Story of a House: Modern Madness

Warmed up minimalism meant for real life

by Jessie Ammons

photographs by Trey Thomas

Before there was Pinterest, there was Amity’s laptop,” says Mike Ferguson, recalling the process of their Raleigh home renovation. His wife’s folders of screenshots, magazine scans, and general inspiration are how the couple arrived at a modern architectural design, which was at first a surprise to them both. “I didn’t think I had a huge draw to modern,” Amity Ferguson says. But as she culled through websites and catalogs, the preference was unavoidable: “I just kept getting cleaner and cleaner, more and more glass – more and more modern.”

The couple have added their personal touch to a classic school of thought with warm wood finishes and textured decor layered with quirky thrifted baubles. “ I have lots of weird little clusters of stuff,” Amity says. They seem curated rather than weird – a side table made of a huge old mailbox; collected busts and sculptures next to animal skulls from a friend’s farm in Efland;  little figurines of various sentimental values – and are a cozy complement to the house’s subdued tones and clean lines.

The Fergusons had been living down the road before buying the home in 2008. The house is across the street from Fallon Park, and Mike says he had always envied the proximity. “It’s the ideal location right across from the park.” While walking the dogs one day, he noticed renters moving out; before long, he was on the phone with the owner making an off-the-market offer. 

With their dream lot secured, the couple set to reckoning with the outdated house. Given their newfound “modern sensibilities,” Mike says, a friend recommended celebrated architect Louis Cherry. Together with builder John Sanders, Cherry redesigned the house while keeping much of its original footprint. It was Sanders’s first modern house and the Fergusons’ first go-round, as well;  the couple says the collaborative effort was a happy one. “Louis (Cherry) nailed it,” Mike says, “and John (Sanders) had great practical insight, as did Amity. … It was the perfect combination.”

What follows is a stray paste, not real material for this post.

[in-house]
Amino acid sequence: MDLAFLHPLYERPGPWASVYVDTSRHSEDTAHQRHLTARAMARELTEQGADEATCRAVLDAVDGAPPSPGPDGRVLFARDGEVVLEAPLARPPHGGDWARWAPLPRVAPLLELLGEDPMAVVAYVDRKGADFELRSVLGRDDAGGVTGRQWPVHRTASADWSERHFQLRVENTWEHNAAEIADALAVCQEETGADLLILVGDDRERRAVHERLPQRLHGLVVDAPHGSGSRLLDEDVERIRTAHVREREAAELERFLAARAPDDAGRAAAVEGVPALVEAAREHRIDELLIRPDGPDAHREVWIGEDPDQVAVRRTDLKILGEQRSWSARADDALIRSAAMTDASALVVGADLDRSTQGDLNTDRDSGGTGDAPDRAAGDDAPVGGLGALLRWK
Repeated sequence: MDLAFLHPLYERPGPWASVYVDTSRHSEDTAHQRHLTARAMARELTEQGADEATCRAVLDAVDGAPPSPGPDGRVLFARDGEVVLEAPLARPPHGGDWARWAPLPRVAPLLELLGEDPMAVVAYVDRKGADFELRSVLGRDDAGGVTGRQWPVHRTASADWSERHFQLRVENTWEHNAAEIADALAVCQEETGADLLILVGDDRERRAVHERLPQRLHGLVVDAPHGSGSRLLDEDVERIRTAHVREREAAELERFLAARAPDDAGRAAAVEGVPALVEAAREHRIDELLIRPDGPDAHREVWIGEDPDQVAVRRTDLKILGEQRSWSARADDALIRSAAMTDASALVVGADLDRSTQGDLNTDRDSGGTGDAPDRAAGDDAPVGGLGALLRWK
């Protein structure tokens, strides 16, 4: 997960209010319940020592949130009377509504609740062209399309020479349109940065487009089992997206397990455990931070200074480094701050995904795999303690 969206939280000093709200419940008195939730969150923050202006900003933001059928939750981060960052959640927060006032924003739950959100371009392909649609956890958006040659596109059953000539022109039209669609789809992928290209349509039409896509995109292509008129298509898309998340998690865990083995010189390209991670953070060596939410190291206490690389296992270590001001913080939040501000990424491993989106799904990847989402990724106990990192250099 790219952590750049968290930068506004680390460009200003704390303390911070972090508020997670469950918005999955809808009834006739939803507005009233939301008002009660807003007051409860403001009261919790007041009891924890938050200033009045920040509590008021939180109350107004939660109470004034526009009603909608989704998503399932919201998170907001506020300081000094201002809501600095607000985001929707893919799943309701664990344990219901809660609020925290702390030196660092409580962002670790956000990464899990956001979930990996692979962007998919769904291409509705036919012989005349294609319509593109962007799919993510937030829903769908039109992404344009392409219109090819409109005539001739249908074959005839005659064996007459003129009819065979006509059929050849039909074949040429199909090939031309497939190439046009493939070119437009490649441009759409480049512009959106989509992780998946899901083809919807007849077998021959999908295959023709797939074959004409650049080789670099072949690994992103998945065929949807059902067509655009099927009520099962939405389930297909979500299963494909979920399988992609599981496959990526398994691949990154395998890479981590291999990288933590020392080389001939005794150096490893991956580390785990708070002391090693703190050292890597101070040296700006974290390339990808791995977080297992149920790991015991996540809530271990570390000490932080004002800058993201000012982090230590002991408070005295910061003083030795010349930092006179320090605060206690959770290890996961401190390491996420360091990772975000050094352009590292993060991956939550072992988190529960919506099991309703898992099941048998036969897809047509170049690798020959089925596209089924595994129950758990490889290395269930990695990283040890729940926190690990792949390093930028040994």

The renovation took two years, and the Fergusons, along with daughter Ellery, 11 (and the’ve since added daughter Baker, 9 this month), continued living down the street until it was finished. (“We could practically watch the construction,” Amity says.) Today, the sunny final product reflects the Fergusons’ comfortable style and also suits their love of entertaining. “This has been a natural place to gather,” Mike says, especially with their close-knit group of neighbors. “It’s built for it: There are so many open spaces.”

Community, space, and personal flair are all at balance here. Says Mike: “We’ll never leave this house.”